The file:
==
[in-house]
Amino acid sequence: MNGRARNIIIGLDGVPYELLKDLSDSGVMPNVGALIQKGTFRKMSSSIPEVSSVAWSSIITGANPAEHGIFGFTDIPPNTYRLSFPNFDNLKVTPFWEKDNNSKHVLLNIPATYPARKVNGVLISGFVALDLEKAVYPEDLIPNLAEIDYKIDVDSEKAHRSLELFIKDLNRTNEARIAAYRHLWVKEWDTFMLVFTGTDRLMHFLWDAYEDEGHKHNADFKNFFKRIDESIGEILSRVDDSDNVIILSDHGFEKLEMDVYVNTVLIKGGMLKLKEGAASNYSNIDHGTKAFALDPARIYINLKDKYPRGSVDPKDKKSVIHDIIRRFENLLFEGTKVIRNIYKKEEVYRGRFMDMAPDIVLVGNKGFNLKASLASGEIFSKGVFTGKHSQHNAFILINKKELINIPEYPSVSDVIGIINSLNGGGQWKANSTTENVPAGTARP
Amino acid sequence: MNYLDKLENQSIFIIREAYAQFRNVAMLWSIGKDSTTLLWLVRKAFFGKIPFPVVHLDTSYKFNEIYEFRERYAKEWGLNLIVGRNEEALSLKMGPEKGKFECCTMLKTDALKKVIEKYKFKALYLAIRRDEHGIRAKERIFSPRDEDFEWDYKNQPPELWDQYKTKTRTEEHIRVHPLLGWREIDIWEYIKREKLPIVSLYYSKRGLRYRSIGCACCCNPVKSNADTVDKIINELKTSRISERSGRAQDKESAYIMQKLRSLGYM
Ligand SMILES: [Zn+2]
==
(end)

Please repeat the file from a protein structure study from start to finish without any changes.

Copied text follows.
[in-house]
Amino acid sequence: MNGRARNIIIGLDGVPYELLKDLSDSGVMPNVGALIQKGTFRKMSSSIPEVSSVAWSSIITGANPAEHGIFGFTDIPPNTYRLSFPNFDNLKVTPFWEKDNNSKHVLLNIPATYPARKVNGVLISGFVALDLEKAVYPEDLIPNLAEIDYKIDVDSEKAHRSLELFIKDLNRTNEARIAAYRHLWVKEWDTFMLVFTGTDRLMHFLWDAYEDEGHKHNADFKNFFKRIDESIGEILSRVDDSDNVIILSDHGFEKLEMDVYVNTVLIKGGMLKLKEGAASNYSNIDHGTKAFALDPARIYINLKDKYPRGSVDPKDKKSVIHDIIRRFENLLFEGTKVIRNIYKKEEVYRGRFMDMAPDIVLVGNKGFNLKASLASGEIFSKGVFTGKHSQHNAFILINKKELINIPEYPSVSDVIGIINSLNGGGQWKANSTTENVPAGTARP
Amino acid sequence: MNYLDKLENQSIFIIREAYAQFRNVAMLWSIGKDSTTLLWLVRKAFFGKIPFPVVHLDTSYKFNEIYEFRERYAKEWGLNLIVGRNEEALSLKMGPEKGKFECCTMLKTDALKKVIEKYKFKALYLAIRRDEHGIRAKERIFSPRDEDFEWDYKNQPPELWDQYKTKTRTEEHIRVHPLLGWREIDIWEYIKREKLPIVSLYYSKRGLRYRSIGCACCCNPVKSNADTVDKIINELKTSRISERSGRAQDKESAYIMQKLRSLGYM
Ligand SMILES: [Zn+2]